NY 91 southbound at the junction with US 20 in Pompey

Continuing through the town of Fabius, NY 91 remains the two-lane rural roadway, turning westward at a junction with Cemetery Road (CR 170). This western stint is short, with NY 91 turning north again at a junction with the eastern terminus of Chase Road (CR 237A). Now in the town of Pompey, NY 91 continues north into the hamlet of Pompey. In the center, NY 91 reaches a junction with US 20 and Cherry Street (CR 109 / CR 109A). Through downtown Pompey, the route remains primarily residential, soon leaving the hamlet.[3]

Continuing northwest through the town of Pompey, the route runs along the northeastern edge of the Pompey Golf Club and soon reaches the Jamesville Beach County Park. Running northwest, NY 91 runs just east of the Jamesville Reservoir, soon reaching the hamlet of Jamesville. Passing northbound,. NY 91 and CR 2 (South Street) parallel each other along Butternut Creek. A short distance later, both routes reach respective junctions with NY 173 (East Seneca Turnpike) in the town of De Witt. This junction marks the northern terminus of NY 91.[3]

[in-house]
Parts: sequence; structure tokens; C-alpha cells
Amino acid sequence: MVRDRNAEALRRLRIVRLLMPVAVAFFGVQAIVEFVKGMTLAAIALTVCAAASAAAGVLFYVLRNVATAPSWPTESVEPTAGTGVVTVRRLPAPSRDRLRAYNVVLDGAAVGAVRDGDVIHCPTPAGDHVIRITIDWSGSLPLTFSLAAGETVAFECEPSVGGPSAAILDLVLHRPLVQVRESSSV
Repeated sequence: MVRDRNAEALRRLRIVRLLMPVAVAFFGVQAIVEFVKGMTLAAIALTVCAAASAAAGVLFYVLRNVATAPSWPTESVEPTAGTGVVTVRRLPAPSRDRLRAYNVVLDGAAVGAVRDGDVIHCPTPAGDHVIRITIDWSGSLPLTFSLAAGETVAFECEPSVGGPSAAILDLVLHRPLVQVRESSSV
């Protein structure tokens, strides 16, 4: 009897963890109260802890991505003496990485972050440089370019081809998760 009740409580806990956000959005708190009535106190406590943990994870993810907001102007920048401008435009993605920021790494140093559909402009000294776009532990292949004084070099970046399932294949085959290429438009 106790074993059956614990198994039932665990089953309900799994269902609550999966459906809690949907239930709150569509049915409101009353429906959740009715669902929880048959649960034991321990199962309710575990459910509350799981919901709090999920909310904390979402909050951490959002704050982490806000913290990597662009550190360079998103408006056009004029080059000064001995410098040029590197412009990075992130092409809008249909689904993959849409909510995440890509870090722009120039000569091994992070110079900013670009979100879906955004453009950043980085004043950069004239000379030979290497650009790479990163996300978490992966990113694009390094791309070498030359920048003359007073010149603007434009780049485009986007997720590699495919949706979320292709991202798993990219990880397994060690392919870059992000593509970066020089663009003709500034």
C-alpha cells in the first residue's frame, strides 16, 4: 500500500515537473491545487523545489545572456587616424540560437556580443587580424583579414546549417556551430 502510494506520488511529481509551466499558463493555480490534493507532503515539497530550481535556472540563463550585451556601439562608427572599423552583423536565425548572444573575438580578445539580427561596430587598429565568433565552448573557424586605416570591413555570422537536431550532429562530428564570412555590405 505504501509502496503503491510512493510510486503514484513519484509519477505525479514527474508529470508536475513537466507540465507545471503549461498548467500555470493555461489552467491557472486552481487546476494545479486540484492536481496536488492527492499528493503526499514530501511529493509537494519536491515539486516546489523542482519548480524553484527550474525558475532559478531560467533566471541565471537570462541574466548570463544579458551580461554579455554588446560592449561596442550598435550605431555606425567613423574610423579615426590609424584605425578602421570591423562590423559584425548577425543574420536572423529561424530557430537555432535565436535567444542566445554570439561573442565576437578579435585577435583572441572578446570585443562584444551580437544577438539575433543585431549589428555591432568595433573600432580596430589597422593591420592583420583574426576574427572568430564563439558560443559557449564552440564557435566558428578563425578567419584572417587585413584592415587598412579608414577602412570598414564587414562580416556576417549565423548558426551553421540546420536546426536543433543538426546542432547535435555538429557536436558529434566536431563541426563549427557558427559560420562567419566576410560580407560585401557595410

History[edit]

When NY 91 was assigned as part of the 1930 renumbering of state highways in New York,[1] it was substantially longer than it is today. NY 91 originally began at NY 26 in Cincinnatus and followed Taylor Valley Road and Cheningo Road through the Truxton hamlet of Cheningo to the hamlet of Truxton, where it joined its modern alignment and proceeded north to Jamesville. From there, the route continued north past Jamesville to NY 31 in Bridgeport by way of overlaps with NY 173 and US 11 through downtown Syracuse and what is now NY 298 from Syracuse to Bridgeport.[4] NY 91 was truncated southward to the intersection of US 11 and NY 173 west of Jamesville c. 1934[5][6] and eastward to its current northern terminus at Jamesville at some point between 1935 and 1938.[7][8]

In the late 1930s, the route was truncated northward to begin in Cheningo.[9][10] The former route to Cincinnatus on Taylor Valley Road was designated as CR 600 by 1974.[11] NY 91 was truncated again on April 1, 1981, when ownership and maintenance of the portion of the route south of NY 13 in the hamlet of Truxton was transferred to Cortland County as part of a highway maintenance swap between the county and the state of New York.[12] While NY 91 was cut back to the eastern terminus of its then-overlap with NY 13,[13][14] the former routing of NY 91 south of Truxton to Cheningo on Cheningo Road was redesignated as CR 600A.[15]